Last Sunday, I granted myself a day off from writing and blog-posting.  We had visitors we haven’t seen for years.  We spent the day catching up.  It was food for the soul.

I’ve not done too shabbily in growing my habit of blog-posting weekly (on Sundays) since last New Year’s Eve.  In terms of growing this teeny tiny blogsite, viewing numbers are increasing but, in the grand scheme of the blogosphere, it’s infinitesimal.  The Insights tool on WordPress informs me that my biggest referrer is Facebook (set to Friends only) so I’ve a lot to learn.  I need a reference guide such as Robin Houghton’s Blogging for Writers, obvs.  However, I don’t want to become a slave to the cause; I’ve already acquired more displacement activities than I care to mention (but they’d make for an interesting blog post, maybe…).

In terms of growing my poetry-writing skills, I mentioned here that I’ve recently invested in two poetry workshops:

Jen Campbell’s online workshop, Poetry and Fairy Tale, was very reasonably priced at £30.  The workshop materials were informative and included several sources of inspiration in terms of poems and links.  There were given two tasks: dissect and comment on one of three given poems (I chose Jaimes Alsop’s ‘Beauty and the Beast’); write a poem based on either a specific fairy tale or using markers from several; one week to complete the tasks.  Jen’s workshop achieved more than I’d hoped for: I wrote two poems utilising Jen’s material and some unsatisfactory drafts from That Unfinished Folder; I was happy enough with one fledgling to submit it for workshop feedback; the other has legs but is still too wobbly on its feet.  Participants received all responses to tasks one and two by email a few days prior to the two-hour (text-only) Skype chat.  Sadly, only three participants were available; nevertheless, the ensuing discussion and comments proved worthwhile.  Jen’s extensive knowledge of fairy tales across many cultures, her insights, rigorous comments and suggested edits on our poems (which she attached for reference) were invaluable.  Details of all Jen Campbell’s writing workshops are available on her website, here (she also does one-to-one workshops by arrangement).

George Szirtes’ face-to-face masterclass, Liberation by Constraint, was facilitated by Writing East Midlands.  At £70, I eventually booked a place after a not insignificant amount of self-talk on the subject of investing in my own writing.  I rarely (if ever) write to form.  If anything, I incline towards Mimi Khalvati’s view (A day to write the poem; a week to find the form, I think) that form emerges in the crafting.  However, I’m interesting in exploring form as a way of overcoming the (self-imposed) barriers to new writing.  With thirteen pages of notes (emailed in advance) as a guide to the structure of the day, Szirtes steered over twenty course participants through his ten-point perspective on structuring poems, arguments for constrained form, breaking rules, and an exploration (with examples) of several set forms: the haiku, cinquain, clerihew, sonnet, sestina and canzone.  A big Ask in just over five hours; nevertheless there was time allocated for several writing tasks and some read-arounds between the teacher talk (which I could have listened to more of, especially Szirtes’ ad lib recitation of lines of poetry as far back as the Ancients).  Will I adopt any of this into my daily writing practice?  Do any of my responses to the writing task have legs?  Do those three-liners I’ve taken to writing in my notebook count?  Maybe.  I do think this masterclass was value for money, though.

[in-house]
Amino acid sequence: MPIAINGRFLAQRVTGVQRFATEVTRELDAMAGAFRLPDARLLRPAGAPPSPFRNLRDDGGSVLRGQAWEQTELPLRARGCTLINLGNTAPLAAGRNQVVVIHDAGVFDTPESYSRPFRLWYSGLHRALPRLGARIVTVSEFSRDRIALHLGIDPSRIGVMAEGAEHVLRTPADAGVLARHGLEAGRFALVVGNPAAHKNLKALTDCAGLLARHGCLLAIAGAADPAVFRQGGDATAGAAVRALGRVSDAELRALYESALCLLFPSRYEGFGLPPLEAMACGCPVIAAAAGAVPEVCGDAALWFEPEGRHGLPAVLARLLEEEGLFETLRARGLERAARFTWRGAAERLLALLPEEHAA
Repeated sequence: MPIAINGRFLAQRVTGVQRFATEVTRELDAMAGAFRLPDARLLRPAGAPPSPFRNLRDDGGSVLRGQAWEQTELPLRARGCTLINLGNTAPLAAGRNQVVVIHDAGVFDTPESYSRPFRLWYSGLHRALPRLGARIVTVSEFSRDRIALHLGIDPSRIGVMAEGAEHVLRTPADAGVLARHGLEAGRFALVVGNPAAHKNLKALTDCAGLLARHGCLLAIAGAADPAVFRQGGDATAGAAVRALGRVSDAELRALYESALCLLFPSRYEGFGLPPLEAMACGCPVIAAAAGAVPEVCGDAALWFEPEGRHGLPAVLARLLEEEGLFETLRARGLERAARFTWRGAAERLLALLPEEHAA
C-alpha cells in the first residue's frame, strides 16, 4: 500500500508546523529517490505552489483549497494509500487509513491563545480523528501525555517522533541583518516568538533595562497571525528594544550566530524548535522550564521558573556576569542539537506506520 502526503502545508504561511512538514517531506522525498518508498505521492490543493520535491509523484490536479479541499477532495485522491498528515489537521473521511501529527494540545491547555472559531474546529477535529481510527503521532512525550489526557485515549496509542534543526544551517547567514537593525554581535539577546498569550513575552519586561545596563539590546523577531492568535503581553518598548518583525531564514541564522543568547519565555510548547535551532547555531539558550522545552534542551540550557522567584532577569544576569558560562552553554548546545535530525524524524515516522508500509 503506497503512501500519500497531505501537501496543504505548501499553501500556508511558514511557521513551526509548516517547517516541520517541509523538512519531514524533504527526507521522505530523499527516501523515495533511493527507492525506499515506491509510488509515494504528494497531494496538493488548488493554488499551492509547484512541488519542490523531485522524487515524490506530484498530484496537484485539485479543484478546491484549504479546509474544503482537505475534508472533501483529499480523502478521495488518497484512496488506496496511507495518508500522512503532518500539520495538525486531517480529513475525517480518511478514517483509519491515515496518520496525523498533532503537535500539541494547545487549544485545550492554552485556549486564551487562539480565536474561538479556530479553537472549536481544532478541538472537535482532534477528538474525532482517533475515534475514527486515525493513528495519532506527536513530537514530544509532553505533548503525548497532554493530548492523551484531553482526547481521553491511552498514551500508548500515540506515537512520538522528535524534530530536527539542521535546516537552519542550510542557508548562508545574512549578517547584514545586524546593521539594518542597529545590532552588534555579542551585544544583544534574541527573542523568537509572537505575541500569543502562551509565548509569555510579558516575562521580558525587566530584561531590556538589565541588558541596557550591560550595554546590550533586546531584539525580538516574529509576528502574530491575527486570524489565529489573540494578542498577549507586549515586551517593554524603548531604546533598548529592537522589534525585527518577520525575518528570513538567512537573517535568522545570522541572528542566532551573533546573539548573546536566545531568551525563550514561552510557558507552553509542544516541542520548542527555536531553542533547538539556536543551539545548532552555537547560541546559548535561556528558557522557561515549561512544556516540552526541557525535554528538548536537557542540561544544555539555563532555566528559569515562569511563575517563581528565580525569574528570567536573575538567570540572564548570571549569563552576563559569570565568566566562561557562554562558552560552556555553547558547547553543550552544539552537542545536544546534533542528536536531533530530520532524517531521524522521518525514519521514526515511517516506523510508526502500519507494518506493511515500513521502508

In submission news, I’ve sent off a poem for Mslexia’s Themed Writing call-out for issue 79: cooking.  And I think I’m going to submit my poem from Jen Campbell’s workshop here (I’m letting it settle till nearer the deadline date, though).  I also like The Lampeter Review‘s theme of Staying but don’t think I’ve anything suitable (or good enough) at the moment.

Here’s what I’ve been/am reading this week; all are rich nourishment for the writer:

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New on my (rapidly diminishing) TBR pile is Marion McReady’s Melita Hume Poetry Prize-winning collection, Tree Language (Eyewear).  Josephine Corcoran very kindly offered a book swap in response (the only response, would you credit it??!!) to my offer of a (duplicate) copy of Helen Dunmore’s Inside the Wave (Bloodaxe).  Good things come in book-shaped packages:

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 Thanks, Josephine! 🙂 x

 

One poetry book too many?

Can one ever have too many poetry books? you might ask.

My poetry bookshelf currently houses:

  • around 230 single-author collections, New & Selecteds and pamphlets (I gave up counting)
  • over 50 anthologies
  • a down-sized selection of magazines (a short publishing history)